In 2020, Multnomah County Library patrons broke a record.
More than 4 million e-books and audiobooks were checked out from the county library last year, the highest digital circulation the system has ever seen.
Even though libraries around the globe saw spikes in checkouts during the pandemic, Portland still stood out—Multnomah County had one of the 10 largest digital circulations worldwide, according to the company behind library app Libby.
And in Portland, it often feels as if the library loves us back.
Over the summer, the library announced it was forever doing away with late fees and cleared all existing fines. Coming a few days into protests against racism and police brutality, amid conversations about investing in communities rather than punitive justice, the timing felt especially meaningful.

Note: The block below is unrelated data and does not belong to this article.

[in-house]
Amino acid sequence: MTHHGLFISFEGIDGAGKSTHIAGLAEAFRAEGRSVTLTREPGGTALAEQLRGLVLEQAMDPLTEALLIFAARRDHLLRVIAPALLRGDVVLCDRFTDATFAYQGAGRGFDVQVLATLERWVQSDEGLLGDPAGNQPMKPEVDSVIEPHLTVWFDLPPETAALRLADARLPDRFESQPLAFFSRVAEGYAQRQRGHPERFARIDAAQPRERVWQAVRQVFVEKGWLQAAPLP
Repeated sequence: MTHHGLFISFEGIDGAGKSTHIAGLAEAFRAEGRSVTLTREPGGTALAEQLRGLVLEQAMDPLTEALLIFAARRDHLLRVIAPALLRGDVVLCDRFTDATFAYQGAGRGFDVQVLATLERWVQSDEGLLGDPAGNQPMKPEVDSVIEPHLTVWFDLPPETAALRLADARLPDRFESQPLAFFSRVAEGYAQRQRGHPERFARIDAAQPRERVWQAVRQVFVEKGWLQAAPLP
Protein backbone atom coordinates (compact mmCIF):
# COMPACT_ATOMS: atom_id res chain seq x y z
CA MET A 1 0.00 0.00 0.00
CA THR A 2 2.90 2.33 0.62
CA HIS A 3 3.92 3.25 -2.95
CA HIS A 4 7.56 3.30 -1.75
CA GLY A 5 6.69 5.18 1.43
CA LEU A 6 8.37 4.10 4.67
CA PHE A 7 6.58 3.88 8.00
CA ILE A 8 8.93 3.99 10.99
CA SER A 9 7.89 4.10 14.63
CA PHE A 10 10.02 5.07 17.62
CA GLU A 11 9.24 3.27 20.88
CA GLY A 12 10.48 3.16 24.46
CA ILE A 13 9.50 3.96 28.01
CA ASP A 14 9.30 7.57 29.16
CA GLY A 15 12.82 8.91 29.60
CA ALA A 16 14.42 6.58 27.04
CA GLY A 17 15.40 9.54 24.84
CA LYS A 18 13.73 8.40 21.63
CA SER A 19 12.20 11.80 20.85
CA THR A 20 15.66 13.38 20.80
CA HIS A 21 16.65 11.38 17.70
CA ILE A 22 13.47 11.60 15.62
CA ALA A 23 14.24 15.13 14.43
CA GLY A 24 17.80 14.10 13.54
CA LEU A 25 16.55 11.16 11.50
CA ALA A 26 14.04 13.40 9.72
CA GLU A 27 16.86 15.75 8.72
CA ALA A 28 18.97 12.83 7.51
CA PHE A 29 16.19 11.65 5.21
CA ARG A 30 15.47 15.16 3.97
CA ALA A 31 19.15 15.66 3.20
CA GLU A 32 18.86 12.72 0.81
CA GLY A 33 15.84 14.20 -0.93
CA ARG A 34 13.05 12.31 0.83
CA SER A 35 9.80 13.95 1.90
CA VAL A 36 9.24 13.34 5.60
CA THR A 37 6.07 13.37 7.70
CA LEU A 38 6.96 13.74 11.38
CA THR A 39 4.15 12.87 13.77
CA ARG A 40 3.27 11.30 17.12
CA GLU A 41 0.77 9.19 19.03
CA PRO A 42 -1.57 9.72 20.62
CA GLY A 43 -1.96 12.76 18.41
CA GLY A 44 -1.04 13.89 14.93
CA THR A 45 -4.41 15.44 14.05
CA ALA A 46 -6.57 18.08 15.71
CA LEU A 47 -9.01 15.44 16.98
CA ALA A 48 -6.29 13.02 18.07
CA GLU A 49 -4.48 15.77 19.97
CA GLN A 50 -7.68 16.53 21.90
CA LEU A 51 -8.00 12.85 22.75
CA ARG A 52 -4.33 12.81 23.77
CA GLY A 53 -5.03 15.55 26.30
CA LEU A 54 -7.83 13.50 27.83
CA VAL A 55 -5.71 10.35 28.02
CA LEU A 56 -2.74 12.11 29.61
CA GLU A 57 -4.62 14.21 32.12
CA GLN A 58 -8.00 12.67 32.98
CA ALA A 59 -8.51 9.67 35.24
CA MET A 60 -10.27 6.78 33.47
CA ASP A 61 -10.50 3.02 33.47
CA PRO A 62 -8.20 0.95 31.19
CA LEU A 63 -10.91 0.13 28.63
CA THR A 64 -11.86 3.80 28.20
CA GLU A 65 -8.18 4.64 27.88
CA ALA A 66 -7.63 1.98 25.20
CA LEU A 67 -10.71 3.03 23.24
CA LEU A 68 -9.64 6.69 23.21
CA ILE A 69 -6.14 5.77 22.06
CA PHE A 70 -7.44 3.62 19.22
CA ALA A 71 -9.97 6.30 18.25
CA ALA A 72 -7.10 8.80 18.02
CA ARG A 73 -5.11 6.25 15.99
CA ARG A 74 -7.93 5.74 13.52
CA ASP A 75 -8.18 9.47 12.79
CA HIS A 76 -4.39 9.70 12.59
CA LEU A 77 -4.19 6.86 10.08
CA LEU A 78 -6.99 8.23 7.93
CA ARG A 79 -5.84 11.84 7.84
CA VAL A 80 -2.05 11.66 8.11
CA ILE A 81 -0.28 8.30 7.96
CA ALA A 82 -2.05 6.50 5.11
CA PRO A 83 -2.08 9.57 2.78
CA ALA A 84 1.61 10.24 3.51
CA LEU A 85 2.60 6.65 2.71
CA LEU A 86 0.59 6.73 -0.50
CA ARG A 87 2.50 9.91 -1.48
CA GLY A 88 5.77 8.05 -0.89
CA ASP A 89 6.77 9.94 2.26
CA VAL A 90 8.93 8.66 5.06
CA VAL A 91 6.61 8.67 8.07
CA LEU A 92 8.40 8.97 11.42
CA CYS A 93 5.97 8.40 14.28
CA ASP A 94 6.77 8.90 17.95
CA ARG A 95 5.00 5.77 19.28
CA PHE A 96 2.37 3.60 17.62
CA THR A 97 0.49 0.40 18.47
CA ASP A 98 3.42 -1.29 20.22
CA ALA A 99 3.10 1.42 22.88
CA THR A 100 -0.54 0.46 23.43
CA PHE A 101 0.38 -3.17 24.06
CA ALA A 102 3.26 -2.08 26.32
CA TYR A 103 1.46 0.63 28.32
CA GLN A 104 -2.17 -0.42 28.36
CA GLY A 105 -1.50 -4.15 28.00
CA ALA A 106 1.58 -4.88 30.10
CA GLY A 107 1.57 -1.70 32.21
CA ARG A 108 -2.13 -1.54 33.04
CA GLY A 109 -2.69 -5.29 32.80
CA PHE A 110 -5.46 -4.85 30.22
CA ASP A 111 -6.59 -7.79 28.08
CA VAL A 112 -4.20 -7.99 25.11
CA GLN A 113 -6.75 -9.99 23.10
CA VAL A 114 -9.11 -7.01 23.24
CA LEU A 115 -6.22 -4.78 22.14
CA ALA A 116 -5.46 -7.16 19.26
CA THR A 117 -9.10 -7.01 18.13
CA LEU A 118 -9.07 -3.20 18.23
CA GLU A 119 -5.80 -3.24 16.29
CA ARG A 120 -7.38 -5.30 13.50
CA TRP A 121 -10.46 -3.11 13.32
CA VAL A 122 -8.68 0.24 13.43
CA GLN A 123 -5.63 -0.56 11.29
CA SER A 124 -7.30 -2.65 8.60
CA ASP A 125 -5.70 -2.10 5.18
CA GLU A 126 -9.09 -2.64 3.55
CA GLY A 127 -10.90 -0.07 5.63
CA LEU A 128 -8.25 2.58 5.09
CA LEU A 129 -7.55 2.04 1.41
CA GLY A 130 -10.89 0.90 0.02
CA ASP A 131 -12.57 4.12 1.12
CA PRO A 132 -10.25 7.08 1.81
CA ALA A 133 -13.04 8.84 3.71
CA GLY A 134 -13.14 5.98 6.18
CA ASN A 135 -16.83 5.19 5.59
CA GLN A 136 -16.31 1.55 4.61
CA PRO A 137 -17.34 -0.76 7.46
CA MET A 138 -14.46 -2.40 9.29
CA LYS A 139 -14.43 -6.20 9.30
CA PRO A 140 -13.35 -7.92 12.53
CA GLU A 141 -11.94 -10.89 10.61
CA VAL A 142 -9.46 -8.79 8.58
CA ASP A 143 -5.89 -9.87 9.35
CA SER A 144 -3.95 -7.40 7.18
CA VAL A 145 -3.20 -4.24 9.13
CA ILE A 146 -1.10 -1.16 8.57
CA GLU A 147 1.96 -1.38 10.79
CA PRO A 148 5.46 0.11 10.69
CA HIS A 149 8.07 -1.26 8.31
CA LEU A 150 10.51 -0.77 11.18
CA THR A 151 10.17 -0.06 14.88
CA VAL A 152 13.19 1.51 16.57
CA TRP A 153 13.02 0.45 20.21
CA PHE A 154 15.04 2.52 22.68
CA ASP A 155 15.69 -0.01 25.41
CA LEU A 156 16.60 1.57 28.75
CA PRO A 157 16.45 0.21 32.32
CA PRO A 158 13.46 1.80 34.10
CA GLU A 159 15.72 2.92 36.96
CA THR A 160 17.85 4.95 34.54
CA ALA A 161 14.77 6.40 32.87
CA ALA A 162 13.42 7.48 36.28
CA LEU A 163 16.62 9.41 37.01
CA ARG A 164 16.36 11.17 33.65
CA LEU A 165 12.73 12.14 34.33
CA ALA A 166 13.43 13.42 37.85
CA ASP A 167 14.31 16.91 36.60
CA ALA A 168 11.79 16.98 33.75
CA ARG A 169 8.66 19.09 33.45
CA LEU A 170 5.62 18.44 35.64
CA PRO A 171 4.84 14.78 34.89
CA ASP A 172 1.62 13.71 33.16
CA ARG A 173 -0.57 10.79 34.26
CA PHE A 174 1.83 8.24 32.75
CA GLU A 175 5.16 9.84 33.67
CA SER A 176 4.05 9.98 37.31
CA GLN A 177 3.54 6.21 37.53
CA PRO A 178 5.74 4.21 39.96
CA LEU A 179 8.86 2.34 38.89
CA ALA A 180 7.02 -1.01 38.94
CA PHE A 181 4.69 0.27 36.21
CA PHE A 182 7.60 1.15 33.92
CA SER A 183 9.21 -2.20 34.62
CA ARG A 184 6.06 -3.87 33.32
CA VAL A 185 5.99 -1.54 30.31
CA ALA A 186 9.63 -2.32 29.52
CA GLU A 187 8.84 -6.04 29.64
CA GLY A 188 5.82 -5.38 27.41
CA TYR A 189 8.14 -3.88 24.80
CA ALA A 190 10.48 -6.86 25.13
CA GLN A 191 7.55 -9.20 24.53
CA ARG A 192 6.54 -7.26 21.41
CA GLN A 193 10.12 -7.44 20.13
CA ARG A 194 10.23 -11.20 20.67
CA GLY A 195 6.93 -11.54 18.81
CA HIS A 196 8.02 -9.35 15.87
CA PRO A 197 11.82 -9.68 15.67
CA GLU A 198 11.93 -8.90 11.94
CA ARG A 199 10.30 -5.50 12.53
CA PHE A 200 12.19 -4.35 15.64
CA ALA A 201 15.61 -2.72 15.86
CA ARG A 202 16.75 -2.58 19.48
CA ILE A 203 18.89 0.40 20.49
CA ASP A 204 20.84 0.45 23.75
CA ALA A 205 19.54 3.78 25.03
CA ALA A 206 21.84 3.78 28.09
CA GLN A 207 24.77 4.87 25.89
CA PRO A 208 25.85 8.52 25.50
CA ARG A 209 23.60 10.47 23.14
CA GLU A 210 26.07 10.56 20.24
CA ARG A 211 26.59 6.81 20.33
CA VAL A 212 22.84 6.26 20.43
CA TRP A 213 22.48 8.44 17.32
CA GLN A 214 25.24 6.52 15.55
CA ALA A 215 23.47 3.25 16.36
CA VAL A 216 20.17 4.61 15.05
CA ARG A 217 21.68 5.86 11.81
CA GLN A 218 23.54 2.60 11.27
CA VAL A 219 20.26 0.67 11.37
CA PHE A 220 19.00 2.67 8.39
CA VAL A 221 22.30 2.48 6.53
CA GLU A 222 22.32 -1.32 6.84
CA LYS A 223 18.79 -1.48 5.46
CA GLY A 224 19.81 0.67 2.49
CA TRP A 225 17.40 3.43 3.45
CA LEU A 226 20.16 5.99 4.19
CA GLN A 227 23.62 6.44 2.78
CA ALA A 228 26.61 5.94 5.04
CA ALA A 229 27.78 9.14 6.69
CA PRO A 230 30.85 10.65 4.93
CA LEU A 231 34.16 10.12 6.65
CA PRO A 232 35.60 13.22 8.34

It didn't seem coincidental, either. A press release announced that ending fines was "just one way the library is taking immediate action."
Clearly, social justice was on the minds of library patrons, too. Layla F. Saad's Me and White Supremacy was the overall top-circulating digital title, and How to Be an Antiracist by Ibram X. Kendi made it into the top two for both e-book and audiobook checkouts.
But to paraphrase writers like Saida Grundy, antiracist reading is just reading if it's not followed by action. In a sense, that's another thing Portlanders can learn from our library—while we're working toward bigger change, there are plenty of everyday things we can fix.
See all 24 Reasons to Still Love Portland here!